An improved method for making aromatic etherimides is shown by Williams, U.S. Pat. No. 4,273,712, assigned to the same assignee as the present invention and incorporated herein by reference. The method of Williams is based on the use of a quaternary ammonium salt as a phase transfer catalyst which allows for the use of a nonpolar solvent in place ofthe dipolar aprotic solvents used in the prior art. Although the method of Williams provides for improved results with respect to the elimination of dipolar aprotic solvents, it has been found that the use of such quaternary ammonium phase transfer catalyst may result in the production of toxic nitrosamines which can interfere with the use of such quaternary ammonium salt catalyst as phase transfer catalysts in industrial methods for making aromatic etherimides.
The present invention is based on the discovery that an effective amount of a triorganoborate of the formula, ##STR1## where R, R.sup.1 and R.sup.2 are selected from monovalent C.sub.(1-13) hydrocarbons radicals and substituted C.sub.(1-13) hydrocarbon radicals and G is a divalent radical selected from oxygen and sulfur, can be used as phase transfer catalysts for making aromatic etherimides of the formula, ##STR2## In addition to avoiding the generation of nitrosamines, the use of the triorganoborates of formula (1) as phase transfer catalyst for aromatic etherimide formation does not require the use of a dipolar aprotic solvent. Reaction can be effected between an alkali metal phenoxide salt or diphenoxide salt, and a nuclear substituted phthalimide in a nonpolar organic solvent, where R.sup.3 is a monovalent radical selected from hydrogen, a C.sub.(1-8) alkyl radical and C.sub.(6-13) aryl radical, R.sup.4 is a C.sub.(6-30) aromatic organic radical, and a is an integer equal to 1 or 2, and when a is 1, R.sup.4 is monovalent and when a is 2, R.sup.4 is divalent.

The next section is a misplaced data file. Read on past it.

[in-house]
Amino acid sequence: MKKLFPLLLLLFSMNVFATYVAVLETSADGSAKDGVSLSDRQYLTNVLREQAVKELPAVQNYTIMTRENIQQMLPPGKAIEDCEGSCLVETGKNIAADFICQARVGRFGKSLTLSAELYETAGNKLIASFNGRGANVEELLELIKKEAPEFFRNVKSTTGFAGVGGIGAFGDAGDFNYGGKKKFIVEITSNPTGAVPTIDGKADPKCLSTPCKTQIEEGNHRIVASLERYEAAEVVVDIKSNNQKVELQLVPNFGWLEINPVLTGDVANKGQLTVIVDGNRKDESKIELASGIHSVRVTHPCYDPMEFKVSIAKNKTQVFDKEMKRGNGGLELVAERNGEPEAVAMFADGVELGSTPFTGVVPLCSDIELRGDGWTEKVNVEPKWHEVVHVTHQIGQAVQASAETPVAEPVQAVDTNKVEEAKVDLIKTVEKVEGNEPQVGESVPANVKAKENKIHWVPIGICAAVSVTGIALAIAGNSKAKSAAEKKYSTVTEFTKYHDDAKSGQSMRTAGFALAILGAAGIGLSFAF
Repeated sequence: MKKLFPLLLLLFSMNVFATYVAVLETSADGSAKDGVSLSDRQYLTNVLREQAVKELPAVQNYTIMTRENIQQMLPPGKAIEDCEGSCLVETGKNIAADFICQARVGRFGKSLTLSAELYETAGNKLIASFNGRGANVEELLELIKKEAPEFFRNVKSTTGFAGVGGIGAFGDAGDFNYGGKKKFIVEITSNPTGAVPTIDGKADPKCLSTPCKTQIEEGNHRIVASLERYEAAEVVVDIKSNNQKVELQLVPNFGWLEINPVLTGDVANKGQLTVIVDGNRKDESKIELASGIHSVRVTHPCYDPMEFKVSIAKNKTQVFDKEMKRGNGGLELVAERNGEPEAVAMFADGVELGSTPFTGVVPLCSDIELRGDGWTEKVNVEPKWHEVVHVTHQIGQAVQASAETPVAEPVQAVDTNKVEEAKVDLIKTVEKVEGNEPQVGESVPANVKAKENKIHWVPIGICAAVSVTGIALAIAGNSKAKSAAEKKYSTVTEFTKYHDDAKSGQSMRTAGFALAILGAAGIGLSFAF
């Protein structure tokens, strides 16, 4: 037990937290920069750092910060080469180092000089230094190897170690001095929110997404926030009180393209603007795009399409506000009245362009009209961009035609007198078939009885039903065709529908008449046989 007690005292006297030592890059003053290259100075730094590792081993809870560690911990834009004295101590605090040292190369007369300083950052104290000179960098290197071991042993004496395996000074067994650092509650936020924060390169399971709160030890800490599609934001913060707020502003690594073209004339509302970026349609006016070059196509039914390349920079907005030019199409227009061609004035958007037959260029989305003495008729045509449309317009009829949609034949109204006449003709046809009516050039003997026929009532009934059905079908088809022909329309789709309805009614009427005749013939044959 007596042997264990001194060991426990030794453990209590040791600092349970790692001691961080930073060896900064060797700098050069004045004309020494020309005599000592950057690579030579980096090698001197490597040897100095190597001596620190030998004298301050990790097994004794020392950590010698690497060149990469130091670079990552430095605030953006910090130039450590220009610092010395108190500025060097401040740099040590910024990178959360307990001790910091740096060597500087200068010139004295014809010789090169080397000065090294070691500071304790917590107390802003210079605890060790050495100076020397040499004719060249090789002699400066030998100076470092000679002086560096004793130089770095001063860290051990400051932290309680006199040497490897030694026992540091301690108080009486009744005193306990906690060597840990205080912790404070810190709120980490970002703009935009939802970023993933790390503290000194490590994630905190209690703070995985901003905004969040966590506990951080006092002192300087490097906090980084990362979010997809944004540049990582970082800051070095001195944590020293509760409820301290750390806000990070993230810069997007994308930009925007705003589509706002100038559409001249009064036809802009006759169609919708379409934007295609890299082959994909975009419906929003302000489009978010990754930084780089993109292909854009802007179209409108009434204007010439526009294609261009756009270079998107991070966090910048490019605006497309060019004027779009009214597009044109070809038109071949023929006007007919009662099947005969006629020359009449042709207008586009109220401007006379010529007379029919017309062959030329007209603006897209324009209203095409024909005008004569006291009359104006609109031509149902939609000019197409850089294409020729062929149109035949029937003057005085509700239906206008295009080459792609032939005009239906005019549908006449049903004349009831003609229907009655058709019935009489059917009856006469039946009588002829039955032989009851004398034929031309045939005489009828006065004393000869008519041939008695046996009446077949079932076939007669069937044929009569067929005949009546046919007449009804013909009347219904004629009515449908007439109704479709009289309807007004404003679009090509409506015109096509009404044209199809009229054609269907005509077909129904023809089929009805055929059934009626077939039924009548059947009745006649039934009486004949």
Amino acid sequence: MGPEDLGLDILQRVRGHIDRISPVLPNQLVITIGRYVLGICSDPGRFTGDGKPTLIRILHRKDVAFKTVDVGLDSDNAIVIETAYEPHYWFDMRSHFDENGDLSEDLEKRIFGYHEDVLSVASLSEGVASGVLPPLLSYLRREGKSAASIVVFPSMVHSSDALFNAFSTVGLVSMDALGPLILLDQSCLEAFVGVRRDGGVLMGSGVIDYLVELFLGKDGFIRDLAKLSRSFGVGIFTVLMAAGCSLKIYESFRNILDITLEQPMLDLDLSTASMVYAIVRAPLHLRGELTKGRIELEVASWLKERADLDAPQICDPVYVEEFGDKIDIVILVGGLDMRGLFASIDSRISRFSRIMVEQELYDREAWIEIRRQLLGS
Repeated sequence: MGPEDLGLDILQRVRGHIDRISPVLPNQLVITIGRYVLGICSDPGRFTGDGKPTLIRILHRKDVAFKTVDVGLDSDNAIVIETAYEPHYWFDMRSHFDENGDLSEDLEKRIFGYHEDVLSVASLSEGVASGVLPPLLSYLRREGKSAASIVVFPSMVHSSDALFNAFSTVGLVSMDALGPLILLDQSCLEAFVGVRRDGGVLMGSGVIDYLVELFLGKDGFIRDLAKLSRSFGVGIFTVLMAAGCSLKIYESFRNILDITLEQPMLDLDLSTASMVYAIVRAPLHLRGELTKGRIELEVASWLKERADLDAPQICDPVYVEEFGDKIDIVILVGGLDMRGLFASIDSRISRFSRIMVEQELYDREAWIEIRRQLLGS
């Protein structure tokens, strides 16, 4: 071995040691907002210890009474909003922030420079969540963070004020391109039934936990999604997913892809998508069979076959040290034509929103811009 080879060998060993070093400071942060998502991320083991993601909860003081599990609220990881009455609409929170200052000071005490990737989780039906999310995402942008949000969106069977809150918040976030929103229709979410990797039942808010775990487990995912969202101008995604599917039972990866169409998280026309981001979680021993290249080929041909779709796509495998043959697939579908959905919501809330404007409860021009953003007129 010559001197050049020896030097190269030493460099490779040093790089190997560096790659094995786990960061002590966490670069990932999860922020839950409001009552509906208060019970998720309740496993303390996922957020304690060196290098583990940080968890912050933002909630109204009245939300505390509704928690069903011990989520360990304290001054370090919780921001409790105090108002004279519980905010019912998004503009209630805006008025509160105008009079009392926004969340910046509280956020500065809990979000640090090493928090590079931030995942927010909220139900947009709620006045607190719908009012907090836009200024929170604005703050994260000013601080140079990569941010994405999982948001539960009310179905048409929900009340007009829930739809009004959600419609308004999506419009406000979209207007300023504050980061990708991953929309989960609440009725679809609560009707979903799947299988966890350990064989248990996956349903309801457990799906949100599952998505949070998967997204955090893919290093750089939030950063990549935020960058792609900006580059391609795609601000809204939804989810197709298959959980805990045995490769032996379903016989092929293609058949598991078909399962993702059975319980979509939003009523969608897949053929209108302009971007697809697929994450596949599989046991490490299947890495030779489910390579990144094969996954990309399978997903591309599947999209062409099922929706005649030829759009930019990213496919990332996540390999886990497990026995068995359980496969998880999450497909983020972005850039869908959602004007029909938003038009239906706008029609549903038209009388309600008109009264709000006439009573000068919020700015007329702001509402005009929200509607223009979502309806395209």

There is provided by the present invention, a method for making aromatic etherimide of formula (2), which comprises,
(A) heating a substituted phthalimide of the formula, ##STR3## and an alkali metal phenoxide salt of the formula,
(R.sup.4 --OM).sub.a ( 4)
in the presence of a nonpolar organic solvent and an amount of a triorganoborate of formula (1) which is effective as a phase transfer catalyst,
(B) agitating the resulting mixture with a precipitating or extractive organic solvent for the resulting bisimide or allowing the mixture to cool and
(C) recovering the bisimide from the mixture of (B),
where R.sup.3 and R.sup.4 and a are as previously defined, M is an alkali metal ion and X.sup.1 is a radical selected from nitro and halo.